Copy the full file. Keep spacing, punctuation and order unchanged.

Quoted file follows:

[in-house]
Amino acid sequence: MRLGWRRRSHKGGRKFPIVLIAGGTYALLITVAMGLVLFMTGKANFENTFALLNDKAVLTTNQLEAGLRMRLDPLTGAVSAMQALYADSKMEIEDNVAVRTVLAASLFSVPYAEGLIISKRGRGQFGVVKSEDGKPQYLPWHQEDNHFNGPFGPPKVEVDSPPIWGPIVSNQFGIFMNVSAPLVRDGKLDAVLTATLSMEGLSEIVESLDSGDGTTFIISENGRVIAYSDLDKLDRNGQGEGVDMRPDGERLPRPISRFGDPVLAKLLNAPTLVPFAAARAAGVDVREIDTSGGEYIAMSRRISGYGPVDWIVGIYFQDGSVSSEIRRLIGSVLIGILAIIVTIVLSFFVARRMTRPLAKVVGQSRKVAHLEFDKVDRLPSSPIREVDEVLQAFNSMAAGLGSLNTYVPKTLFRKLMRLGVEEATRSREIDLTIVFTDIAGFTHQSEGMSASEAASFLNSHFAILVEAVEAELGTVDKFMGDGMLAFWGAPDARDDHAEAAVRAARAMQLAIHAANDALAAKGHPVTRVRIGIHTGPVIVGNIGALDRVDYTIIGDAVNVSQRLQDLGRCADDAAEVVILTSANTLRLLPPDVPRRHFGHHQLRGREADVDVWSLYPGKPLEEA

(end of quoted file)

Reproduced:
[in-house]
Amino acid sequence: MRLGWRRRSHKGGRKFPIVLIAGGTYALLITVAMGLVLFMTGKANFENTFALLNDKAVLTTNQLEAGLRMRLDPLTGAVSAMQALYADSKMEIEDNVAVRTVLAASLFSVPYAEGLIISKRGRGQFGVVKSEDGKPQYLPWHQEDNHFNGPFGPPKVEVDSPPIWGPIVSNQFGIFMNVSAPLVRDGKLDAVLTATLSMEGLSEIVESLDSGDGTTFIISENGRVIAYSDLDKLDRNGQGEGVDMRPDGERLPRPISRFGDPVLAKLLNAPTLVPFAAARAAGVDVREIDTSGGEYIAMSRRISGYGPVDWIVGIYFQDGSVSSEIRRLIGSVLIGILAIIVTIVLSFFVARRMTRPLAKVVGQSRKVAHLEFDKVDRLPSSPIREVDEVLQAFNSMAAGLGSLNTYVPKTLFRKLMRLGVEEATRSREIDLTIVFTDIAGFTHQSEGMSASEAASFLNSHFAILVEAVEAELGTVDKFMGDGMLAFWGAPDARDDHAEAAVRAARAMQLAIHAANDALAAKGHPVTRVRIGIHTGPVIVGNIGALDRVDYTIIGDAVNVSQRLQDLGRCADDAAEVVILTSANTLRLLPPDVPRRHFGHHQLRGREADVDVWSLYPGKPLEEA